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Wilfred Boyuck Ryan, right, with his son Lee, left, and bush pilot Holger “Jorgy” Jorgensen. Photo courtesy East Ramp Wood-fired Pizza.

Wilfred “Boyuck” Ryan has 51 years of flying experience, nearly all of them in rural Alaska. During 40 years as president of Ryan Air, he grew the company from an operation with three planes and two pilots into one of the largest freight carriers in bush Alaska. In the midst of that growth, between 1980 and 1987, Ryan Air planes were involved in a series of fatal crashes. Ryan’s son, Lee, took over as President of Ryan Air in 2019.  ~ as told to and edited by Alexander Deedy.

Tell me a little bit about your journey as a pilot. How did that first get started? 

I don’t remember a day in my entire life without an airplane in our backyard. My first job was to refuel airplanes and clean them. I was always around airplanes. I grew to love them. My dad witnessed a bunch of his friend’s children enter into flying, and many of them perished. So, Dad was fairly protective. He didn’t really want me to learn how to fly, but I was quite persistent. Apparently, he got tired of me asking when I can learn how to fly. He made a deal with me. He said if I spent a summer with my grandfather building him a log cabin, he would fund me to learn how to fly.

How old were you at the time?

I was a sophomore in high school when I built the cabin. That was 1969.  

Tell me about growing the company.

Growing the company was really not a focus of mine when I first had to keep the company alive after my dad passed away. I was just trying to learn. I think we’re lucky that we placed a lot of focus on service and reliability. In the ‘70s and ‘80s, service and reliability were kind of a secondary focus to most operators. For our competitors, if they arrived in that particular day, that was good enough. We attempted to run the schedule as the contractor required. We built a reputation fairly early of service and reliability.

Could you talk about the accidents that Ryan Air suffered in the 1980s? What was that like both personally and as a company? 

That’s a very difficult topic to discuss. Those relationships I’ve built with the victims and their families over the years are lasting relationships, even today. Some of the survivors of those accidents are close friends of mine. Accidents in the aviation business occur year over year here to different types of operations. We work hard to mitigate accidents because I know firsthand how the result of an accident takes the wind out of an organization. Even more importantly, I understand firsthand the hardship and heartbreak that the survivors have to endure. 

The operating environment back in those days was far different than it is today. There were very few weather reporting stations. There were very few navigational aids. The runways were a lot shorter, rougher, and not very well maintained compared with today. That’s not an excuse for the accidents that we incurred. What those taught me was to have an operation that would look at all phases of operations to mitigate any type of potential risk.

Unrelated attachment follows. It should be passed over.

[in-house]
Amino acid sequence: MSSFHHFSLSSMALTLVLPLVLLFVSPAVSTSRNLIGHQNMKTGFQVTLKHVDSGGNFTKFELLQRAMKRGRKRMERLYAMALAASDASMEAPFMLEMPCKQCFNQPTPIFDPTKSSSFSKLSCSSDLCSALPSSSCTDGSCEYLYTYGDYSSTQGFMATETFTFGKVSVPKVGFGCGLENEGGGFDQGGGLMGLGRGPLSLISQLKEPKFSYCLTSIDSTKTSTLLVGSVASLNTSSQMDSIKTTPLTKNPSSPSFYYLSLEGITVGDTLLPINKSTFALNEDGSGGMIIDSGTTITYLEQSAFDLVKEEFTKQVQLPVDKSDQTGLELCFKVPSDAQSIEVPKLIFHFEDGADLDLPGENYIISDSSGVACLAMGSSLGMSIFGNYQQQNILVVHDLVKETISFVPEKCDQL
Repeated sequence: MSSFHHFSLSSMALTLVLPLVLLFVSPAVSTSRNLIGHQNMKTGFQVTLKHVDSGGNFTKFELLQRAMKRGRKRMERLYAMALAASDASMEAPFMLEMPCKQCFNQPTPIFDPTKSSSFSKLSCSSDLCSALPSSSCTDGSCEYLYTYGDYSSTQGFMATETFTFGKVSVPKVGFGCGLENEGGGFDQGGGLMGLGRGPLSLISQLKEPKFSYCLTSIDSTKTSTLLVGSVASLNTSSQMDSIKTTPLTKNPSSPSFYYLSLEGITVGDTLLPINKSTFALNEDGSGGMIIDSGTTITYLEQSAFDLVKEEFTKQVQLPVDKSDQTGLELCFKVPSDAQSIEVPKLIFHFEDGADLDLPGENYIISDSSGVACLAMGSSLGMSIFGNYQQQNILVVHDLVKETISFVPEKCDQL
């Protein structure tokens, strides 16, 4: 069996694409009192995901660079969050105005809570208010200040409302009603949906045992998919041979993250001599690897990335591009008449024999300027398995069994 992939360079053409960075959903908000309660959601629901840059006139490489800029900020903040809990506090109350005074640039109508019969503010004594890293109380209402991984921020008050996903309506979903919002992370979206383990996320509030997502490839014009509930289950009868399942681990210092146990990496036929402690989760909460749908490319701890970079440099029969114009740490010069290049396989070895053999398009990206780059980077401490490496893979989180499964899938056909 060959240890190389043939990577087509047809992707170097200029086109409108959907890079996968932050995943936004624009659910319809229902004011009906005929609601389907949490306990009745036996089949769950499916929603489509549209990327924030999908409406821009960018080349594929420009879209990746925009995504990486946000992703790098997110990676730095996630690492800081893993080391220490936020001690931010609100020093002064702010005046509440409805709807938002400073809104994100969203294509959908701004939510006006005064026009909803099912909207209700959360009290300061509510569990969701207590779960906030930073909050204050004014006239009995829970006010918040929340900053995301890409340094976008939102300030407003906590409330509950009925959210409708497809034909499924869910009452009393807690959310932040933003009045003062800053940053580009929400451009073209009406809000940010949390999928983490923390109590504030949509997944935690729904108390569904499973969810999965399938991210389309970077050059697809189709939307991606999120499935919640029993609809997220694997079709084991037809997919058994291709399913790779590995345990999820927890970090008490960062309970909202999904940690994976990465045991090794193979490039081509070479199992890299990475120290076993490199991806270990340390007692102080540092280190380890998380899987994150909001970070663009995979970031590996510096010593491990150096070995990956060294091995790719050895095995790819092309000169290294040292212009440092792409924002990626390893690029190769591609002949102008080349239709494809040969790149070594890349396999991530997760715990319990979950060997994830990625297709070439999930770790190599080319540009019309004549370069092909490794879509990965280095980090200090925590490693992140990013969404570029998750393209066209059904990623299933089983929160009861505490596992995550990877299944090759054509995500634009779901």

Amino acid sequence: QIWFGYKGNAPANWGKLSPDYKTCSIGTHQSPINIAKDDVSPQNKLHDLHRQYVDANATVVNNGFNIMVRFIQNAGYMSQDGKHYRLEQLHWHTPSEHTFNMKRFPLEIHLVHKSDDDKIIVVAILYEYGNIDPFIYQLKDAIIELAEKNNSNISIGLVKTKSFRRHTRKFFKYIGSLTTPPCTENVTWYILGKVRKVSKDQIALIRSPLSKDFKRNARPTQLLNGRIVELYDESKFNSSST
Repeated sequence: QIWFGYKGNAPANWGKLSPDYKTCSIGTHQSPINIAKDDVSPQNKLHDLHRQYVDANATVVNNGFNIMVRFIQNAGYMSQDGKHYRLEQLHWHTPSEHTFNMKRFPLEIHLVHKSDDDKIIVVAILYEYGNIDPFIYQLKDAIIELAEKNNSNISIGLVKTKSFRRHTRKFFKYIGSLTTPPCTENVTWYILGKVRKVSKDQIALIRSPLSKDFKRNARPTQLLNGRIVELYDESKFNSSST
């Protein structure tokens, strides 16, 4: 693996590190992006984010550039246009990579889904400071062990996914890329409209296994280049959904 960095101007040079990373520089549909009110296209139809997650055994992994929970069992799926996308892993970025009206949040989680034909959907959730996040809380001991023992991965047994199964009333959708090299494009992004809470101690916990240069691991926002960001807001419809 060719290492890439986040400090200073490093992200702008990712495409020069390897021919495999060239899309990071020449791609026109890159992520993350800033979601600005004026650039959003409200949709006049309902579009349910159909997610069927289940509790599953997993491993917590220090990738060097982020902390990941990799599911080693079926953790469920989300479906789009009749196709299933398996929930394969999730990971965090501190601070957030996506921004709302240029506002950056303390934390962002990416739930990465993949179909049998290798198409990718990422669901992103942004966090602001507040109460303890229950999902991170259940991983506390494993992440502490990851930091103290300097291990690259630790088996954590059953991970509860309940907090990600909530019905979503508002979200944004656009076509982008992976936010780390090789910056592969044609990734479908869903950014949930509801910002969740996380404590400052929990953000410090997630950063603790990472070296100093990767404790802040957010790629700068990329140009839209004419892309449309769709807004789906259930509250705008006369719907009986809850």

Turboprop plane branded Ryan Air
A Saab 340 plane operated by Ryan Air. Photo courtesy Ryan Air

This is a family business you took over from your father that you’re now passing on to your son. What does that mean to you to have sustained through all the decades and challenges and be able to pass on this legacy and airline? 

Our mission is to improve the quality of lives of the people we serve. As you know, rural villages in Alaska are probably the most challenged in America. They live in a cold weather environment, where it’s dark and harsh for most of the year. There’s really not any type of economy in the villages. Many of those communities still lack water and sewer. They’re still hauling water and still using honey buckets. And those individuals are my friends. We serve 72 communities in bush Alaska. Over the course of 51 years of flying to those villages, I’ve built a lot of bonds and a lot of friendships in the villages. Our transportation is a means to give them a way to acquire goods in the city that could be useful for them in the villages.

There’s a lot of people who question why people live in the villages. Well, that’s their home. If we can make their life just a little bit easier and improve their lives, that’s what this organization is all about.

Is there anything else you want to add?

You made mention of my flight time. Pertaining to that, a lot of my friends have a lot of flight time as well. What I’ve learned to respect about those individuals who have a long tenure of service and flight time is they never talk about total time in the air. It’s just always about relationships and good times they had. I’m sort of that way. The most pleasure that I get from my job is just the relationships that I’ve built with different communities and individuals who live in those communities. I say that Alaska is a huge state, but it is an awful small community because of the relationships that you build over that tenure.

Author

Alexander Deedy is the assistant editor and digital content manager for Alaska magazine.

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